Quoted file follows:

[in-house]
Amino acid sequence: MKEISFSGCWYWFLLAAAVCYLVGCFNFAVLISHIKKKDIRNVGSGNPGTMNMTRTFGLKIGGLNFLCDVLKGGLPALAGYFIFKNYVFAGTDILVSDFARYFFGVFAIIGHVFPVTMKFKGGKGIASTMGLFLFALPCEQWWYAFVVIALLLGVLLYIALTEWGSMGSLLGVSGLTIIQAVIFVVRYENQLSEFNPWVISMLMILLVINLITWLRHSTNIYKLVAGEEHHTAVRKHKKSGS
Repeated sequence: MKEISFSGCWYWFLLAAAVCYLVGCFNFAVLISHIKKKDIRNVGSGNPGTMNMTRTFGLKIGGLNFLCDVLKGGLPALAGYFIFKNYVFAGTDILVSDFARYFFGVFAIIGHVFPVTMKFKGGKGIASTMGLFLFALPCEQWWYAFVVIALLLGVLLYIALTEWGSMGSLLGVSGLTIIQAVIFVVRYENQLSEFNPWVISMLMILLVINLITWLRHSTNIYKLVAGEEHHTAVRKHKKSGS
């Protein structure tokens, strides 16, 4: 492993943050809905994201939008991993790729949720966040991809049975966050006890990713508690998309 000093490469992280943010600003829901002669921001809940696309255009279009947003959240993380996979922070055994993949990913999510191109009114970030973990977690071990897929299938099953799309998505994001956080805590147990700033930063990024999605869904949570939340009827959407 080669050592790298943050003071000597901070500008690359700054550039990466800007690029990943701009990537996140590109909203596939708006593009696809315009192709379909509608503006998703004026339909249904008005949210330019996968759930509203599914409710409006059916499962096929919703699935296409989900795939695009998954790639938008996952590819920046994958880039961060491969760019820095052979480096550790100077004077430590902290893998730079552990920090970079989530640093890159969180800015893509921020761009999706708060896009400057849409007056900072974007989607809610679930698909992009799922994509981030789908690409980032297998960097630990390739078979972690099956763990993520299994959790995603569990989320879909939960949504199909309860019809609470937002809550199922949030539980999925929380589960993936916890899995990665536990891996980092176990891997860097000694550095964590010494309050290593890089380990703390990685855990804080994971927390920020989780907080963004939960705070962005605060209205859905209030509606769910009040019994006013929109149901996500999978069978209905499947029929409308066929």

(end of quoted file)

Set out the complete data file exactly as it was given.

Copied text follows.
[in-house]
Amino acid sequence: MKEISFSGCWYWFLLAAAVCYLVGCFNFAVLISHIKKKDIRNVGSGNPGTMNMTRTFGLKIGGLNFLCDVLKGGLPALAGYFIFKNYVFAGTDILVSDFARYFFGVFAIIGHVFPVTMKFKGGKGIASTMGLFLFALPCEQWWYAFVVIALLLGVLLYIALTEWGSMGSLLGVSGLTIIQAVIFVVRYENQLSEFNPWVISMLMILLVINLITWLRHSTNIYKLVAGEEHHTAVRKHKKSGS
Repeated sequence: MKEISFSGCWYWFLLAAAVCYLVGCFNFAVLISHIKKKDIRNVGSGNPGTMNMTRTFGLKIGGLNFLCDVLKGGLPALAGYFIFKNYVFAGTDILVSDFARYFFGVFAIIGHVFPVTMKFKGGKGIASTMGLFLFALPCEQWWYAFVVIALLLGVLLYIALTEWGSMGSLLGVSGLTIIQAVIFVVRYENQLSEFNPWVISMLMILLVINLITWLRHSTNIYKLVAGEEHHTAVRKHKKSGS
């Protein structure tokens, strides 16, 4: 492993943050809905994201939008991993790729949720966040991809049975966050006890990713508690998309 000093490469992280943010600003829901002669921001809940696309255009279009947003959240993380996979922070055994993949990913999510191109009114970030973990977690071990897929299938099953799309998505994001956080805590147990700033930063990024999605869904949570939340009827959407 080669050592790298943050003071000597901070500008690359700054550039990466800007690029990943701009990537996140590109909203596939708006593009696809315009192709379909509608503006998703004026339909249904008005949210330019996968759930509203599914409710409006059916499962096929919703699935296409989900795939695009998954790639938008996952590819920046994958880039961060491969760019820095052979480096550790100077004077430590902290893998730079552990920090970079989530640093890159969180800015893509921020761009999706708060896009400057849409007056900072974007989607809610679930698909992009799922994509981030789908690409980032297998960097630990390739078979972690099956763990993520299994959790995603569990989320879909939960949504199909309860019809609470937002809550199922949030539980999925929380589960993936916890899995990665536990891996980092176990891997860097000694550095964590010494309050290593890089380990703390990685855990804080994971927390920020989780907080963004939960705070962005605060209205859905209030509606769910009040019994006013929109149901996500999978069978209905499947029929409308066929």